Randall Bolten

Randall Bolten – longtime Silicon Valley CFO, UC Berkeley Professor and author of the book Painting with Numbers: Presenting Financials and Other Numbers So People Will Understand You – released a research note on updated COVID-19 testing numbers. Broken down by country through May 10, 2020, the United States is not near the top of the pack. 

Graph shows Total Cases per 1MM pop’n along horizontal axis, Total Tests along vertical axis.  Data source is Worldometers coronavirus data site.  Countries graphed include all countries with 10,000 or more Total Cases, plus some additional countries – principally most of the rest of Europe, plus Australia and New Zealand. 

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How to read this graph: 

  • More cases puts country farther to the right.
  • More test puts country farther up.
  • Lower right is bad, upper left is good!
  • The size of each bubble is in proportion to the country’s population.
  • Some minimum amount of testing is driven just by caseload. That minimum testing would include the original test to confirm the diagnosis, test(s) to confirm recovery – in the U.S., two consecutive negative results are required – and relatives and close associates that are obvious candidates for testing. 
  • If you assume that that minimum amount of testing is 6 tests per case, that amount is shown by the red broken line sloping up from the origin. If you are right on that line, you’re doing the absolute minimum amount of testing.  The farther up ABOVE the red line you are, the more “strategic” testing you’re doing. 

Main takeaways: 

  1. Countries right along the red line are not doing much more than the minimum amount of testing.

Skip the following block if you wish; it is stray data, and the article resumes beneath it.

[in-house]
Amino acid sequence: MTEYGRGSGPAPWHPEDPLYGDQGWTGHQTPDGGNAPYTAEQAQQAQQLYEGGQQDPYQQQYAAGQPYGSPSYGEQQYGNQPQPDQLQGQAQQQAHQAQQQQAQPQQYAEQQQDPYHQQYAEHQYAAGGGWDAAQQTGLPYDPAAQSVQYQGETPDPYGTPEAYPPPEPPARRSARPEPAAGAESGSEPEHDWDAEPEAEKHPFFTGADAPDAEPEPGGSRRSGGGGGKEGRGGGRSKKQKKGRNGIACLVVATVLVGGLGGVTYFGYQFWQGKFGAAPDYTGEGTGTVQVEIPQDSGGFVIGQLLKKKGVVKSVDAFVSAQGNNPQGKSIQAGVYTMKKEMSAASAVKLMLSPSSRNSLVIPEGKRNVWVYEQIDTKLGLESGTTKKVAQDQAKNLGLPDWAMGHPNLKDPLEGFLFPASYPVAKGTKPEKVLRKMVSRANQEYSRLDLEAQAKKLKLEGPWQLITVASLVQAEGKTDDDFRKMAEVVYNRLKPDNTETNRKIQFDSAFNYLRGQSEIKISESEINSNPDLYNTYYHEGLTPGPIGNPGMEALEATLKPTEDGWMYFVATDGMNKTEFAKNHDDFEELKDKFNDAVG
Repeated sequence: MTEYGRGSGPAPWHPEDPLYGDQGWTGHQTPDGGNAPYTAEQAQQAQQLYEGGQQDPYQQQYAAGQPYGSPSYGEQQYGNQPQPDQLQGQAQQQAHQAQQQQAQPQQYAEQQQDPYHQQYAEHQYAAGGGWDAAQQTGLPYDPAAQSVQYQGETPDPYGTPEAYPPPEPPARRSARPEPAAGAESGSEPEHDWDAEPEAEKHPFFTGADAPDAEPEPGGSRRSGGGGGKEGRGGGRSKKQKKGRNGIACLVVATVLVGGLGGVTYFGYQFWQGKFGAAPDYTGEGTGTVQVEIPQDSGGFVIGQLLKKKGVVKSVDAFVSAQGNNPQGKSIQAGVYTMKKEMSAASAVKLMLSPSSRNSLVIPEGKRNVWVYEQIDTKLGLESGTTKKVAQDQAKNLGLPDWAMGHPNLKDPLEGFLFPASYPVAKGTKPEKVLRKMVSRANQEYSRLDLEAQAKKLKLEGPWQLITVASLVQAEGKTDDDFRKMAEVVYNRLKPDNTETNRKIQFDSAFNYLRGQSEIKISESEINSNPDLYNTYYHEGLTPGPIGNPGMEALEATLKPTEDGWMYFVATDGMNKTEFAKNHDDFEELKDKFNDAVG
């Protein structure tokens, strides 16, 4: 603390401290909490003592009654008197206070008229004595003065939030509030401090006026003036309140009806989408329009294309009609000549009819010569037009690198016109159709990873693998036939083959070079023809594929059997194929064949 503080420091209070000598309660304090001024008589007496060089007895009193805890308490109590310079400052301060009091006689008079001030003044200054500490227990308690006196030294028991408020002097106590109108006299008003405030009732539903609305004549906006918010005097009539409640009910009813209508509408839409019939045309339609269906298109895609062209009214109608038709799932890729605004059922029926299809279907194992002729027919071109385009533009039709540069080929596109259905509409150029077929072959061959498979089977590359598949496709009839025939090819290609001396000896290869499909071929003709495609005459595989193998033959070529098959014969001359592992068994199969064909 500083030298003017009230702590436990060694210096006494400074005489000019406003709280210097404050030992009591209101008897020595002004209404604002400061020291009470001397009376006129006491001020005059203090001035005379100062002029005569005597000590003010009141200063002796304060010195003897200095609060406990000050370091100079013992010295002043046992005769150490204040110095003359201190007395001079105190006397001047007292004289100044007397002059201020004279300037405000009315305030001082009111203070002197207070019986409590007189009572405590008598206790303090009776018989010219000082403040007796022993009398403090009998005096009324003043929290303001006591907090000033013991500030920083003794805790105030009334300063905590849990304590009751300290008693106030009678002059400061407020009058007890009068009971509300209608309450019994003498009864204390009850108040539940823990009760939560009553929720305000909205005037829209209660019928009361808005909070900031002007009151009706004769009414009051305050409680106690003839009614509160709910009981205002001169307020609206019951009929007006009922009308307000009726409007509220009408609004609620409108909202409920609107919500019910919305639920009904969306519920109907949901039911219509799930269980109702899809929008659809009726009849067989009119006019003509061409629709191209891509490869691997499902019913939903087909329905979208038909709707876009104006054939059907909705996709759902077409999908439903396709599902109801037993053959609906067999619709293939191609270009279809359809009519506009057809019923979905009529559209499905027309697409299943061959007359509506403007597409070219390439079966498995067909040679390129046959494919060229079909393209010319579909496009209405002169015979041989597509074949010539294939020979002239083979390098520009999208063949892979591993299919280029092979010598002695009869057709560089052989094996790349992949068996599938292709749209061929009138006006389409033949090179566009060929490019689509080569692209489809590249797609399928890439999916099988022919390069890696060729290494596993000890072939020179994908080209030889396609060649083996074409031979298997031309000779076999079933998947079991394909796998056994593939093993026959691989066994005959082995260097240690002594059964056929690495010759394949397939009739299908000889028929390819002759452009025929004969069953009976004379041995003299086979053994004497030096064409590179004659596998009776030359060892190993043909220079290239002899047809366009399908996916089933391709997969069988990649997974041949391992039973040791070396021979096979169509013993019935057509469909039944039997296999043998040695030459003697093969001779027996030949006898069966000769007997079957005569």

2. The U.S. is right in the middle of the pack – about half the countries graphed had more tests per capita, and half had fewer.
  3. About 33% of the world’s COVID-19 cases have been reported in the U.S., but the U.S. has only performed about 20% of the world’s tests.
  4. Of the countries right along the red line, none had more Total Cases than the U.S. No country with as many cases did less testing per capita than the U.S. 
  5. The Baltic countries – Lithuania, Estonia, and Latvia – deserve special mention: few cases, a low death rate for those cases, and lots of testing. Same for Iceland, which with 158,000 tests per MM is off the chart. 

Countries not shown: 

  • Some countries are off the chart because their testing exceeded the 70,000 tests/MM at the top of the axis scale: Iceland (158,000/MM), UAE (121,000/MM), Luxembourg (88,000/MM), and San Marino (87,000/MM, but population of only 30,000). 
  • Seven countries with > 10,000 cases – Colombia, Dominican Republic, India, Pakistan, Philippines, Indonesia, and Bangladesh – are not shown because they have very low incidence of COVID-19 per capita, have done very few tests, and their populations are so large that there would be a giant hard-to-understand blob at the lower left of the graph. Anyway, the real point of this graph is to highlight the testing performance of the countries in the group of nations that are more affluent and have access to more extensive healthcare systems.